Menstrual disorders are very common amongst girls and young women, and usually include period pain and mood disturbances like feeling angry or sad unexpectedly. Now, period pain affects around three-quarters of all women during their reproductive life and is especially common in young women in their teens and early adult life, where about nine out of 10 young women may experience period pain.
Although most young women will have what is called ‘primary dysmenorrhea’, where the pain is related to hormonal changes, at least one in 10 will have some kind of ‘secondary dysmenorrhea’ which is due to structural changes in the pelvic area.
Painkillers, like non-steroidal anti-inflammatory drugs (NSAIDs) or the contraceptive pill, have been used but more women are looking for non-drug therapies, including herbal and dietary treatments.
But scientific evidence is suggesting remedies can take care of period pain. Remedies from Aloe buettneri, Dicliptera verticillata, Hibiscus macranthus and Justicia insularis can play an important role in the cause and treatment of menstrual disorders.
Under laboratory conditions, the synergistic effect of compounds present in these plants, the researchers said, provided evidence to support the usage of their mixture in traditional medicine for the treatment of menstrual pain.
In a new study, researchers found that the plant mixture increased the production of the s3x hormones in the treated rats compared with the control.
For the study, the researchers administered extracts of the plants to PMSG-primed immature rats (10 rats/group) for five days. At the end of the treatment, five animals of each group were sacrificed and various biological markers of reproduction were recorded.
The treatment of rats with the mixture of their powders and Aloe buettneri increased progesterone levels in the blood by 7.4 and 15.62 times, respectively. The oestradiol and progesterone levels also increased significantly with Justicia insularis and Aloe buettneri respectively as compared with the control group.
Progesterone, which is produced in the ovaries, placenta and adrenal glands, helps to regulate the monthly menstrual cycle and prepares the body for conception and pregnancy.
Meanwhile, the increase in oestradiol and progesterone synthesis in the AMP-treated rats was associated with the increase in follicle stimulating hormone (FSH) and luteinizing hormone (LH) levels in the blood.
The 2018 study published in the Journal of Basic Clinical and Physiology Pharmacology also linked this change in oestradiol level with significant vaginal opening percentage as well as the increase in relative weights of the ovaries and womb of the Justicia insularis-treated animals.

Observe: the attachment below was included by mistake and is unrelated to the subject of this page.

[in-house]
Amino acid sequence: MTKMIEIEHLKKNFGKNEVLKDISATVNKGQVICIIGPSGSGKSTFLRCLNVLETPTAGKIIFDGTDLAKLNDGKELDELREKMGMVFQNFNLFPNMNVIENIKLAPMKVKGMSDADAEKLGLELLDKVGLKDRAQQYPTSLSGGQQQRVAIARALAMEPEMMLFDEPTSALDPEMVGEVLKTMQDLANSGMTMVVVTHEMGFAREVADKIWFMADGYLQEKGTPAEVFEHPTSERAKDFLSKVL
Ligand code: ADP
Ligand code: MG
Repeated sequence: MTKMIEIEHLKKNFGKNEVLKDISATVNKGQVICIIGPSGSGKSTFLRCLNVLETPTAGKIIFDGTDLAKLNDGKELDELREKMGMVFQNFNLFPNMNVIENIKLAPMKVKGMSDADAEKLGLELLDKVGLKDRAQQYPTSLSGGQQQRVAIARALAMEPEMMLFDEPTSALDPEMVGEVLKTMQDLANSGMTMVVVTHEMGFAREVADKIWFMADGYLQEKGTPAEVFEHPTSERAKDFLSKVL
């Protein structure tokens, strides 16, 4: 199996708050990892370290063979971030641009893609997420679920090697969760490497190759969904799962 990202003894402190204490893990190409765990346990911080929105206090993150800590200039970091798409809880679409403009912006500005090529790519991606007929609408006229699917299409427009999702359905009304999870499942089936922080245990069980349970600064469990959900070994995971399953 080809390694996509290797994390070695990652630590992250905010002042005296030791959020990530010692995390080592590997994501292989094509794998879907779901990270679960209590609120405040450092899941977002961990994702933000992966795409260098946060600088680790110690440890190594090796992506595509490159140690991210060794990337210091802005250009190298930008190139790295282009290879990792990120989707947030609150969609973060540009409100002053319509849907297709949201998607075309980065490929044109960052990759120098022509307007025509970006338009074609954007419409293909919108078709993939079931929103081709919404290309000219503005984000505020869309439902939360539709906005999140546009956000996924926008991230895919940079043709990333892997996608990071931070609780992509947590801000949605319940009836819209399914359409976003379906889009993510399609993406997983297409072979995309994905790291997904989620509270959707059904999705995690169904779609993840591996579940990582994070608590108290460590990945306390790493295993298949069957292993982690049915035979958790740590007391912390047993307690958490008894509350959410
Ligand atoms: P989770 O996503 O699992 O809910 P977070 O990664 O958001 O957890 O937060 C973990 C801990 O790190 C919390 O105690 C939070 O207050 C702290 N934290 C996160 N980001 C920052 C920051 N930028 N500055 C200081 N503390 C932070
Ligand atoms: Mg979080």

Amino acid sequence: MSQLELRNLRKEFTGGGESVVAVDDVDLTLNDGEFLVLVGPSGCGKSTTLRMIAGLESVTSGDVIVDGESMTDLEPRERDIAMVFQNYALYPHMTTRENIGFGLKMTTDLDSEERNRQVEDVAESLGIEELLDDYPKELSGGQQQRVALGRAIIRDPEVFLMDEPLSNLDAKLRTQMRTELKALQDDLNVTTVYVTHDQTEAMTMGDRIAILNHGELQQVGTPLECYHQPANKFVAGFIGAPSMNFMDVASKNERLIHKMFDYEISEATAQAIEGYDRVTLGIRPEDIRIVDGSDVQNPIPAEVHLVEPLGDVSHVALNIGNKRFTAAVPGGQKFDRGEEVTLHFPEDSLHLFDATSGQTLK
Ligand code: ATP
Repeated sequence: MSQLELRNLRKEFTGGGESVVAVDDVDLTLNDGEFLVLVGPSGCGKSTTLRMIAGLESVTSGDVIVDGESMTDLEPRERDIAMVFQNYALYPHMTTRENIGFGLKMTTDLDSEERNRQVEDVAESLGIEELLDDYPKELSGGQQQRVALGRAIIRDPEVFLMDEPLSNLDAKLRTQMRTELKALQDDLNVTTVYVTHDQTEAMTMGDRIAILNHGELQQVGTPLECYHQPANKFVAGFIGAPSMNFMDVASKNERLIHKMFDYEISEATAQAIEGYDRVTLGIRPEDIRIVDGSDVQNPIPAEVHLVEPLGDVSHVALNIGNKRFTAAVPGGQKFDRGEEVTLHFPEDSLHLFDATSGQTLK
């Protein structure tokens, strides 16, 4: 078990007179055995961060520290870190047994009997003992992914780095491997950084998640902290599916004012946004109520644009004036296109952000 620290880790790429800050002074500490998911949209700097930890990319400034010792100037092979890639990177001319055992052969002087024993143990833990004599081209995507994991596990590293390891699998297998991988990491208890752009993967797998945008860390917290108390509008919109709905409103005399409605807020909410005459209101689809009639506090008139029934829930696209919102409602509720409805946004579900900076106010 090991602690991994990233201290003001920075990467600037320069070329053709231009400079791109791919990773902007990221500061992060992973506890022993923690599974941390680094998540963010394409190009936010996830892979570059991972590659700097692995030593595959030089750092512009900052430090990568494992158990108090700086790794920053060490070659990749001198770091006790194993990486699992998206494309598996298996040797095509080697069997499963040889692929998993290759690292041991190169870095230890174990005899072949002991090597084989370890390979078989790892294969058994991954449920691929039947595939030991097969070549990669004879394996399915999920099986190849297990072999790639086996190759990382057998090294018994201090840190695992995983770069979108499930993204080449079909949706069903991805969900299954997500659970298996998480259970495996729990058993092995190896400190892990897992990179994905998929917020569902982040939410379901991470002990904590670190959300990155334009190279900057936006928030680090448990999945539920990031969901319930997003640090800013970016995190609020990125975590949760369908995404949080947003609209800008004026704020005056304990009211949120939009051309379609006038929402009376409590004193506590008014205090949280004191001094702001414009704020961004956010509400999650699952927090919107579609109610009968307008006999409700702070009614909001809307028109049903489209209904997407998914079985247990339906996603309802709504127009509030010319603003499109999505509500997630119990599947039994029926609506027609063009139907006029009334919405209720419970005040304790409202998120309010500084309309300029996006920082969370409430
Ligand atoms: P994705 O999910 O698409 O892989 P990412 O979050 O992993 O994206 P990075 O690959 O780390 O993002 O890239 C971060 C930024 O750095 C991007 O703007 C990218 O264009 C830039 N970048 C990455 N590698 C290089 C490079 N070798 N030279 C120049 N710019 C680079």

The opening of the vagina on attainment of the rats that had reached puberty results from the increase in the secretion of estrogens by the ovarian follicles.
However, the researchers stated that more studies still need to be done to fully understand how the aqueous extract of the mixture of leaves in traditional medicine to treat infertility among women.
Previously, researchers in a study compared the effects of ginger, mefenamic acid, and ibuprofen on pain in 150 students (18 years old and over) with primary dysmenorrhoea at two medical universities in Iran.
Considering this evidence, the researchers in the 2009 publication of The Journal of Alternative and Complementary Medicine, suggested that ginger had pain-relieving effects similar to those of mefenamic acid and ibuprofen in painful menses.
They declared that painful menses is sometimes associated with nausea and vomiting and that ginger also works to alleviate these symptoms.
Furthermore, in 2014, another randomised clinical study in the Archives of Gynaecology and Obstetrics from Iran demonstrate that lower doses of ginger similarly resulted in reduced pain intensity in the first and second months; it was not different from mefenamic acid.
In the clinical trial, 250mg ginger was prescribed every six hours from the onset of menstruation until pain relief lasted two cycles, suggesting ginger as an alternative treatment without any adverse effect, including diarrhoea and heartburn. It involved 120 students with moderate to severe painful menses.
In addition, pure honey consumption in women, who suffer from menstrual pain, reduces significantly the severity of pain and amount of bleeding.
The study in the 2012 Evidence-Based Care edition involved 60 female students. It compared the effect of pure and impure honey on the severity of pain, amount of bleeding, and the duration and interval of menstrual cycles in female students with menstrual pain.
Dec 13, 2018